I will begin by agreeing with most of your thoughts. I agree that the cinematic aspects of this game are of far higher quality than the ludic aspects. More specifically, yes, there were a lot of mouse movements that were annoying as all get out. I agree that the information is presented in a compelling way, the world building is pretty good in that regard.  I get the impression that maybe the group of people who designed this game are not particularly interested in being a games studio — when I went to the website to link to it above (in the note), I saw that they partnered with a studio that may have done a lot of the non-cinematic parts. Lastly, I am also still glad that I played the game. I think what this game succeeds at, possibly against pretty decent odds, is that it is about something historical for the sake of making us aware about something historical and yet it is not edutainment.

But by far my biggest issue is that the choices often don’t affect the outcome of the game. I ended up playing this game in fits and starts, and therefore I noticed:

1) It didn’t appear to make a difference whether I got the documents out during the first scene or not.
2) If I chose to save Ali instead of Hossein, Ali died anyway, which lends the impression that there is a right answer.

I don’t know if there were other examples, but there might have been.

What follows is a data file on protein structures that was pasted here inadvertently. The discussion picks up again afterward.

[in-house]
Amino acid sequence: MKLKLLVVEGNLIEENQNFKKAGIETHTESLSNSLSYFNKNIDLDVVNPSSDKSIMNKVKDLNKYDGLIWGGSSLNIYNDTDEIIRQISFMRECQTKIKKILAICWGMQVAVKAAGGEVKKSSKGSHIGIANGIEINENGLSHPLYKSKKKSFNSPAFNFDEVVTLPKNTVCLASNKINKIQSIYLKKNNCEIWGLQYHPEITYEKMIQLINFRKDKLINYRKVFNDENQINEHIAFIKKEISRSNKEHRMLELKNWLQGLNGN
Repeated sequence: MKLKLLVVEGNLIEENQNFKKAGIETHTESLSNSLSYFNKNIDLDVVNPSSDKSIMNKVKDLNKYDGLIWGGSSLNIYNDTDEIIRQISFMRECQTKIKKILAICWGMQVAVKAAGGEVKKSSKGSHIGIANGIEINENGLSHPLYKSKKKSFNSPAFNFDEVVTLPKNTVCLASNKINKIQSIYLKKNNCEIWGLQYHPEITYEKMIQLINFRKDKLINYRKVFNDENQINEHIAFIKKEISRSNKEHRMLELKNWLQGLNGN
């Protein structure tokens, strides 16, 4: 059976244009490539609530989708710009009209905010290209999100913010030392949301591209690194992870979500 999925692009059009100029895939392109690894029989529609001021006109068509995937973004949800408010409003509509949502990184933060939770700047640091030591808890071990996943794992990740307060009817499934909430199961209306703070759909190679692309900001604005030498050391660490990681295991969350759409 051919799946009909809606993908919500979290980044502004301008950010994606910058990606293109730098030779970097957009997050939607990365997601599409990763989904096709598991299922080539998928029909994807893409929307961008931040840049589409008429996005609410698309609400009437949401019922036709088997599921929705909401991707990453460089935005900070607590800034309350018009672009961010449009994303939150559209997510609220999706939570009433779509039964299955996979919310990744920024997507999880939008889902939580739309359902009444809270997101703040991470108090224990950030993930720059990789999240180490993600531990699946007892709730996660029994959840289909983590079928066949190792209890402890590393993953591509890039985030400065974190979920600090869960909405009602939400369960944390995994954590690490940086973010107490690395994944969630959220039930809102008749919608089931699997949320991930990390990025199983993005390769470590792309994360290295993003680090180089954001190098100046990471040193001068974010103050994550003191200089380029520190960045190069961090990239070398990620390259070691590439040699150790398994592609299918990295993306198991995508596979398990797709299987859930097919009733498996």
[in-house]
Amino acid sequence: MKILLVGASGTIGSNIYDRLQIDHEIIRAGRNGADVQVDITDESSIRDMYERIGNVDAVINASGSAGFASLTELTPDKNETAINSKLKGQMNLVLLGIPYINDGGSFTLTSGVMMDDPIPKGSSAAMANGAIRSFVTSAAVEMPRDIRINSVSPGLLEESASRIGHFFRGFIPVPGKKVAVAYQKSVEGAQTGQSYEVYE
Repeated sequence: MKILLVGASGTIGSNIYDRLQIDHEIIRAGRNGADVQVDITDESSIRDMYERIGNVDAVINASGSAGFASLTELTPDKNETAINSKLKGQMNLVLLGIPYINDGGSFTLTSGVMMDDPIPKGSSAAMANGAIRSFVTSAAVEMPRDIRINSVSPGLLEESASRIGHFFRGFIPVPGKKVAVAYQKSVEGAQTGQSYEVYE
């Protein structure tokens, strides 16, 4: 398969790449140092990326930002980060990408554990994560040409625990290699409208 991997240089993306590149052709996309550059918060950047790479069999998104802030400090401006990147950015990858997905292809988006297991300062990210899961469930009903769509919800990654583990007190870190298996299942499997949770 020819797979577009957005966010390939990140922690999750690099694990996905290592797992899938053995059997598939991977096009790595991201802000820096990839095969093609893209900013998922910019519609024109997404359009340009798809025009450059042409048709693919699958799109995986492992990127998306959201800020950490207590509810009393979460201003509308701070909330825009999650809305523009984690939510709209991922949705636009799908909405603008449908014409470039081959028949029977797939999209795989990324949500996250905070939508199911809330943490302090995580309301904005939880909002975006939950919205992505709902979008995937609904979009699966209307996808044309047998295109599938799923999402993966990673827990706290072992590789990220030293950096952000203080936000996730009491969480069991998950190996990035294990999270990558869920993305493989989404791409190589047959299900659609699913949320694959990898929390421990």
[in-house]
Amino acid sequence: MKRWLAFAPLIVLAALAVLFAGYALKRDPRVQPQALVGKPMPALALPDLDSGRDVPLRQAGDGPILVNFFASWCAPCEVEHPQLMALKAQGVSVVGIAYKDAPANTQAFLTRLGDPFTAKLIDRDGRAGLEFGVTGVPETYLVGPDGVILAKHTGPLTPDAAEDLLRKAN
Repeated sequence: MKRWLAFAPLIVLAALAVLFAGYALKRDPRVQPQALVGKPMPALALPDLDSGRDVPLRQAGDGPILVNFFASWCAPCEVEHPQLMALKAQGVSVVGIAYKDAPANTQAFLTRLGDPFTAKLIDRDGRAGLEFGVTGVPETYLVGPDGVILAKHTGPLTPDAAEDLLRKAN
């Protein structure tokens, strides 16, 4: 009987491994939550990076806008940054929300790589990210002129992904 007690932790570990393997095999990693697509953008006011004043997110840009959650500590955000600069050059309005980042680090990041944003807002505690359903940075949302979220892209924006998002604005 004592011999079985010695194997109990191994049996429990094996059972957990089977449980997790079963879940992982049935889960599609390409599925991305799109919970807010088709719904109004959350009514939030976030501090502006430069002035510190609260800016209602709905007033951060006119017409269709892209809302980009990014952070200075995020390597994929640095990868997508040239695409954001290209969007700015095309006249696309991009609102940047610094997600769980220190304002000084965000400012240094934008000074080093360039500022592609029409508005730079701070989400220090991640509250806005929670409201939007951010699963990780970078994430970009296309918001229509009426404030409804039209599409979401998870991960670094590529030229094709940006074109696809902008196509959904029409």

The choice to copy the Walking Dead game, or more specifically to introduce “so and so will remember that” is probably better for people who don’t usually play games and who need instructions on how to understand what is happening if they haven’t had an experience interacting with a narrative in that way before.  This might be more defendable in a case like this one, where the target audience might not be gamers (which is not true of The Walking Dead game or Dreamfall Chapters). But this of course gets back to the question we were talking about earlier this week — what the role of authorship is in games.  Notably, we say “game designer”  and not “game author,” which does seem to denote a different relationship between the creator and the content.  There seems to be something sort of gloating about the text on the screen,  as if the designer is saying “Ah, so that’s what you’ve chosen,  well let me tell you what that means.” Most gamers do not want to be reminded so blatantly that their agency is usually limited by the programming, and either way, it does sort of bring the player out of the world and into the meta over and over.  At the end of the day, I am somewhat forgiving because I think the flaws of this game are a result of naiveté and  lack of experience.

As for the story,  I would have preferred a straight “break the story” procedural. It is a continuous problem in media that they underestimate the understated. The trouble with blatant violence is that it is the least complex way to deal with power dynamics in a narrative, and therefore it ends up feeling a little cheap. But the world building was so good in this game that the ham handed (as you put it) use of violence didn’t take away too much from the immersion for me.